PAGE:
In its ruling Monday in Azar v. Allina Health Services, the U.S. Supreme Court provided helpful clarification of the rules for health care providers who work with Medicare patients, according to health care attorney Bill Hopkins.
“For decades, health care providers have periodically found themselves subject to agencies’ regulatory changes that were developed without the normal notice and comment aspect of rulemaking,” said Mr. Hopkins of the Austin office of Shackelford, Bowen, McKinley & Norton, LLP. “This self-serving position allowed agencies the ability to give these ‘interpretive guidelines’ the impact of rule of law, while denying providers an opportunity to help shape the changes. This ruling holds that notice-and-comment rulemaking is not optional when agencies are promulgating substantive changes to the current regulations that have widespread effect on providers.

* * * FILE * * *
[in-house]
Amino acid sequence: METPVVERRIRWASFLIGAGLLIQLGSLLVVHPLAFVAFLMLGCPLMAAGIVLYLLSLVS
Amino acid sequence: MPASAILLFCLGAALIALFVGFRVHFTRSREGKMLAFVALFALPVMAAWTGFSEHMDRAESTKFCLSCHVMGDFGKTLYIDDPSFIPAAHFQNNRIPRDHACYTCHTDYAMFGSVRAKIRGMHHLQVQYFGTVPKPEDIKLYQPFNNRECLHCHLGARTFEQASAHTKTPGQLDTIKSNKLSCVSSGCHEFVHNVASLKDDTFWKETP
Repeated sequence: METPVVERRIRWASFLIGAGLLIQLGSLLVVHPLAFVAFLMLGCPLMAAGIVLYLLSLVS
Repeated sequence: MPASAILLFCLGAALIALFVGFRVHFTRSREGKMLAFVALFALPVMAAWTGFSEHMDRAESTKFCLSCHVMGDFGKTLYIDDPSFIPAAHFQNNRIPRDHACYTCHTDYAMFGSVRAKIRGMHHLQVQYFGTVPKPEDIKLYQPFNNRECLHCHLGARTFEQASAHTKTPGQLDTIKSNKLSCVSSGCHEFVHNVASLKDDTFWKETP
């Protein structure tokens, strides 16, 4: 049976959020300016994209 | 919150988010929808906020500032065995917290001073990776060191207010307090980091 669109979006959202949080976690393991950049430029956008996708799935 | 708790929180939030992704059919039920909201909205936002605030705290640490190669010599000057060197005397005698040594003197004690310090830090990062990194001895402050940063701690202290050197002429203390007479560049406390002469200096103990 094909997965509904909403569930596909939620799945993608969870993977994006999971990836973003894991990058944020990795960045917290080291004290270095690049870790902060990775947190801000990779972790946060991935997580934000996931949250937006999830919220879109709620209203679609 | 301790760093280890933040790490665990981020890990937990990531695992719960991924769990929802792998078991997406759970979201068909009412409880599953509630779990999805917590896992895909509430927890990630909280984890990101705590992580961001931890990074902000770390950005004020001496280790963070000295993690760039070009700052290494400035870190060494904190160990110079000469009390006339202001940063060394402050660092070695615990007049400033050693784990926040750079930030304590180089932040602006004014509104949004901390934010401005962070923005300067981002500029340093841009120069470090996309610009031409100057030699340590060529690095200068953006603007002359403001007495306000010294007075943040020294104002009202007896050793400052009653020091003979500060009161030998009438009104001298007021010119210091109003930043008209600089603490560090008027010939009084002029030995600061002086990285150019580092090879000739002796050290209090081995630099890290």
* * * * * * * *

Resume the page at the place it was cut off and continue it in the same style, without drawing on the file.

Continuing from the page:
“This decision will hopefully give providers more regulatory certainty and compel agencies to more clearly choose between what must be classified as ‘substantive’ change versus merely ‘interpretive’ guidelines. This will be a welcome change.”
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